Cardiovascular Disease (the formal specialty title) is pretty cool because it relies on both traditional history and physical exam skills as well as fancy technological advances. Invasive cardiologists are subspecialists who perform angiographies and catheterization (angioplasty, valvuloplasty). There is also a subspecialty clinical cardiac electrophysiology which studies arrhythmias. Although generally office-based, cardiologists may also work in hospitals with long hours and night call. The increasing numbers of cardiologists has led to intense competition and a movement to decrease the number of cardiologists. Training is an internal medicine or pediatric residency plus a three year fellowship (which includes research). Further training requires an additional year and also includes nuclear cardiology.

Monday, July 16, 2007


Anesthesiology is primarily a hospital based specialty whose domain encompasses the operating rooms, pre-op clinics, intensive care units, and pain clinics. Anesthesiologists give general and regional anesthesia during surgical, obstetric, diagnostic, and therapeutic procedures. The main subspecialties are critical care and pain medicine. So an interesting thought is what is going to happen to anesthesiology with the greater use of nurse anesthetists and minimally invasive surgery. Indeed, anesthesiologists are mostly important to intervene when something drastically wrong happens. They have to respond quickly and confidently to airway issues, cardiovascular collapse, shock, and other emergencies. They manage patients before, during, and after surgeries. Training is an internship year followed by a three year residency. Anesthesiologists do not build long-term patient relationships. They often work in a team. It is a good field for those interested in research; they are also known for having fairly good lifestyles.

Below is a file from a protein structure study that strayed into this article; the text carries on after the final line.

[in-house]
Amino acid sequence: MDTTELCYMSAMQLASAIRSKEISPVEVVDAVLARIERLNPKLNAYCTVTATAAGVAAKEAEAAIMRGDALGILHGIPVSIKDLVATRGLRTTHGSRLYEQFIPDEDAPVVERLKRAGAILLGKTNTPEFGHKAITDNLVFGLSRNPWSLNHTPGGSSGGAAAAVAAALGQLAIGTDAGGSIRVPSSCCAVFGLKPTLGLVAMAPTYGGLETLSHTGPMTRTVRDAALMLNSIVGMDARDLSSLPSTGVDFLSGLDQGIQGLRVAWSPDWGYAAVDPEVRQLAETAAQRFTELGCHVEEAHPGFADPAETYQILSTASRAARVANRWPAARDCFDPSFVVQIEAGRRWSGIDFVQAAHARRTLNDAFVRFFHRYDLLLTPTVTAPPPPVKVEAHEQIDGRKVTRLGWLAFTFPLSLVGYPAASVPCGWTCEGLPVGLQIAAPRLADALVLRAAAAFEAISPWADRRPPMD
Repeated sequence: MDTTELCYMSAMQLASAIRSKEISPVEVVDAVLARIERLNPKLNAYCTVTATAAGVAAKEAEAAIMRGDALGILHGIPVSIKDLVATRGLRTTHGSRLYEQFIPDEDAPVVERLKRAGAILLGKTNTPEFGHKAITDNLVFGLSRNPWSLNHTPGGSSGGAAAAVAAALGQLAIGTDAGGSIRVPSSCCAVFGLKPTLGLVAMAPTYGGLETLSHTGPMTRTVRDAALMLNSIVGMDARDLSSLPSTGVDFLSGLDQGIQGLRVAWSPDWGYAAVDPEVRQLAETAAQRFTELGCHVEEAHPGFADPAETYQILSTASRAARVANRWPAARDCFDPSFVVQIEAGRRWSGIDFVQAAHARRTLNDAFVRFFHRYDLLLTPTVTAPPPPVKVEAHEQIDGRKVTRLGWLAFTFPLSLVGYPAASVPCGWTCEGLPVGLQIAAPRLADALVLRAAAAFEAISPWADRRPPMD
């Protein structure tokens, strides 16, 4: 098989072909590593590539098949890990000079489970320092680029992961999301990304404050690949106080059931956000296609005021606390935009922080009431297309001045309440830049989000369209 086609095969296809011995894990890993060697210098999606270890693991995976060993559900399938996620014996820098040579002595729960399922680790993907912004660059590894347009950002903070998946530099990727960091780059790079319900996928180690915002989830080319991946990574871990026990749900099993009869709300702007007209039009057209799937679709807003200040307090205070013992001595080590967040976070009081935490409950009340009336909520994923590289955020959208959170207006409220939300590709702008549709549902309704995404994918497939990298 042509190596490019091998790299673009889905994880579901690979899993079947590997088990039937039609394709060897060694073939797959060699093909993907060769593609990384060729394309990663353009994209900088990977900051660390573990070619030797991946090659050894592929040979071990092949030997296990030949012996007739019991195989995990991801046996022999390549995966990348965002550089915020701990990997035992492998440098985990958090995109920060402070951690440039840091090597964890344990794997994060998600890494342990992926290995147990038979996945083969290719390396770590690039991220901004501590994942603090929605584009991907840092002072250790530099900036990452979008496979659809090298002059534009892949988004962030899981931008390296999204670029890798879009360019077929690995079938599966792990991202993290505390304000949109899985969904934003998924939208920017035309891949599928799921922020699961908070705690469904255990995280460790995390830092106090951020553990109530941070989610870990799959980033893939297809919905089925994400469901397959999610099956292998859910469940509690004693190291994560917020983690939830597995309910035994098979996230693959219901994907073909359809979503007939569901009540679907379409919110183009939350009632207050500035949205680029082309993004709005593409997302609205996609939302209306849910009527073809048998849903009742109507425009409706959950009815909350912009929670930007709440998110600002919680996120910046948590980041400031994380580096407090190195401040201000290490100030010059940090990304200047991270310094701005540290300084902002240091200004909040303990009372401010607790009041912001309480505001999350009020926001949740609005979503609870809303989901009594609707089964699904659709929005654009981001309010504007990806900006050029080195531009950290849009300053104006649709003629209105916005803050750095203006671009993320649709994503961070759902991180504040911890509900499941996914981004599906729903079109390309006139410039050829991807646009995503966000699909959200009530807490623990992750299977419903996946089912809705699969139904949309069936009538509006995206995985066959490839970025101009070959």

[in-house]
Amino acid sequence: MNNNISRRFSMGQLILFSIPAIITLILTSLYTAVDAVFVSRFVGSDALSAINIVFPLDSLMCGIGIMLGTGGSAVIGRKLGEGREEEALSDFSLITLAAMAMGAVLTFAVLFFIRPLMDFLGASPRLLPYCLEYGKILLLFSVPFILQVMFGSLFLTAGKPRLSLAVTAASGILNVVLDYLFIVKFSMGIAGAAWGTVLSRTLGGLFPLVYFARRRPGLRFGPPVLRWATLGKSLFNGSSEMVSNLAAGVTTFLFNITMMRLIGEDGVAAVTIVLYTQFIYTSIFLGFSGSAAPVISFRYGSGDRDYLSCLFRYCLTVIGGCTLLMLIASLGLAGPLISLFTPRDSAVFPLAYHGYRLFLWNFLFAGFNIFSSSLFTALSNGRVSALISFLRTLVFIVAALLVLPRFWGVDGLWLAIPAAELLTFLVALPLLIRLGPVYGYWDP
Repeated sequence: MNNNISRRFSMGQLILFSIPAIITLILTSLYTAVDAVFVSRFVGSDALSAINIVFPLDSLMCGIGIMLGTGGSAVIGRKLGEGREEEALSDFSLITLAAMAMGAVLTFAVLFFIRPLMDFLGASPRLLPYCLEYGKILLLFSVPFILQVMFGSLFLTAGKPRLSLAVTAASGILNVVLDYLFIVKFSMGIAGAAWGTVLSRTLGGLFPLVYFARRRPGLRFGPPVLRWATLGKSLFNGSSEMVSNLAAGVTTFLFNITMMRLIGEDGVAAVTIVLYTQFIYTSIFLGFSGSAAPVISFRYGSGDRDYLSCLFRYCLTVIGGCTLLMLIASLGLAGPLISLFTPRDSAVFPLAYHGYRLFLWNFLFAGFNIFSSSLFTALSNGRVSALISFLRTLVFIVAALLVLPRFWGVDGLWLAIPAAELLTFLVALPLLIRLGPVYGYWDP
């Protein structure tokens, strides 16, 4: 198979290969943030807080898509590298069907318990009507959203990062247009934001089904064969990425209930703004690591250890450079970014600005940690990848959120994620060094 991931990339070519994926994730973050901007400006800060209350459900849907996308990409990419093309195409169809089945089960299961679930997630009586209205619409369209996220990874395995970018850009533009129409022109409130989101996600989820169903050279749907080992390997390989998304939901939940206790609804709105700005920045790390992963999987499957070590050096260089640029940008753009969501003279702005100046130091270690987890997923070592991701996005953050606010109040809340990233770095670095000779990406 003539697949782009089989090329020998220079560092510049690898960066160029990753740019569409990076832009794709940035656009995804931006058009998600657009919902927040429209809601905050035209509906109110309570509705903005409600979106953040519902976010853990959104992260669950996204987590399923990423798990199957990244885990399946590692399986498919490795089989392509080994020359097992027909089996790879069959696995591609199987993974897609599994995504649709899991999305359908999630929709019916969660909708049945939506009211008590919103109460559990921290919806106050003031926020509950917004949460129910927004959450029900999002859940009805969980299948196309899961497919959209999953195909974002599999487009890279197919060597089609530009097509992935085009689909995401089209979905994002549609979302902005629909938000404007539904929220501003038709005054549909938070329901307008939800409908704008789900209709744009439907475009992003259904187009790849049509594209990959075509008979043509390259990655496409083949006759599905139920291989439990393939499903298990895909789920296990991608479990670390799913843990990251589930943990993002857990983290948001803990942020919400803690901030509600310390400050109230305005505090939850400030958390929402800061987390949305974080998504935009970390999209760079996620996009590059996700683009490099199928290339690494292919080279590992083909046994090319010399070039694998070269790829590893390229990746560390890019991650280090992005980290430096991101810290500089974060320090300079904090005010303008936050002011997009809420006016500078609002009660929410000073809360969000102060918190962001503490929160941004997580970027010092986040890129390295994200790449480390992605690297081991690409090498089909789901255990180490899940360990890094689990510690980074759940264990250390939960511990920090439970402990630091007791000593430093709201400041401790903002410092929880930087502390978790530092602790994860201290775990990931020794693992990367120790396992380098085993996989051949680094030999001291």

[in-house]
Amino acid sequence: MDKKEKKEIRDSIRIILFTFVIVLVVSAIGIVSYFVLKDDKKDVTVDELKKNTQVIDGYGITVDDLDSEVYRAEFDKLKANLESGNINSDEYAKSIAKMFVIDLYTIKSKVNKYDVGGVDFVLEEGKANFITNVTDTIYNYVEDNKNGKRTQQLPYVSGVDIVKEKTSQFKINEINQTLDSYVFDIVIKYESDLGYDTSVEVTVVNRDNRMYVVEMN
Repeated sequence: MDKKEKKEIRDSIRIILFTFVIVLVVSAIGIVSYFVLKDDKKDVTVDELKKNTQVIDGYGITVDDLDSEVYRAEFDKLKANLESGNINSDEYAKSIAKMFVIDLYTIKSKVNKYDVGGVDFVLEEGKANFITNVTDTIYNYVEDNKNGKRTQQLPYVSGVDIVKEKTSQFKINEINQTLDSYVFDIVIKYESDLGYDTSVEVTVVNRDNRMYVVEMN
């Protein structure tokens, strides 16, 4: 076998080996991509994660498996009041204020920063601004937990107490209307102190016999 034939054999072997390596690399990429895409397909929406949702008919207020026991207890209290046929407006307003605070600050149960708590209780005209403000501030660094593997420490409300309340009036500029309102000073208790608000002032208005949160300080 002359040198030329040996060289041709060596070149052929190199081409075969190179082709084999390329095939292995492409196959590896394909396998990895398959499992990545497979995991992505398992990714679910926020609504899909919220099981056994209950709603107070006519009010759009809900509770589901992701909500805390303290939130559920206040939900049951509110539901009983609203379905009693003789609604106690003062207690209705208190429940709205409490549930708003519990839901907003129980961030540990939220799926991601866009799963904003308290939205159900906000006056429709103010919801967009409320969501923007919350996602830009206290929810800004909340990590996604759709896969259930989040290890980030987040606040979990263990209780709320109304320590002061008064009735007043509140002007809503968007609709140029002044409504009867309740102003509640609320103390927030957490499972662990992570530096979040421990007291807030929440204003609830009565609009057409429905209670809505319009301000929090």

Sunday, July 15, 2007

Summer Thing of the Week

All the posts this week will be about medical specialties. I feel like the most common question I get asked when people find out I'm a med student is what field I'm going to go into. As a first year, like a freshman in college regarding his major, I can waffle and say I have no idea. And it's probably okay as a second year too. But as increasing numbers of my classmates figure out what they want to do, I feel a greater pressure to at least think about various specialties. After all, residency applications are at the end of third year, and the sooner I have an idea, the better.

Friday, July 13, 2007

Intense Concentration, Intense Compassion

These were the watchwords of BMB and I really like them. Indeed, it was a block with lots of focused studying and learning as well as encounters with passionate patients, poignant diseases, and difficult issues. It was the only block with a cumulative final, and from the beginning with the grueling neuroanatomy, we knew this block meant business. But it was also really fun, inspiring, and motivating. The ensemble of lecturers really got us excited about neuroscience. Many of the course directors went far beyond their call of duty to put together review sessions, moderate the message boards, run our small groups. I was really impressed by the intellectual passion and sort of wish it was matched in our other blocks. In fact, I had so much I wanted to write about, I'm still blogging about BMB weeks after we finished. After the final (what a feeling) we all went down to the park for a picnic. Watching the class play football, lounge in the sun, eat hotdogs, chase after pets, I realize we've become pretty close now, so different than the hodgepodge at the beginning of the year. The sun was out, the drinks were cold, there wasn't a worry on anyone's mind as we relaxed in Golden Gate Park just hours after our final final. I don't think it sunk in for many of us that we were now "MS2's," and I was amused when one of my friends asked, "So what are you?" Confused, I looked back at him before realizing he wanted the answer, "I'm a second year medical student now." Intense concentration, intense compassion.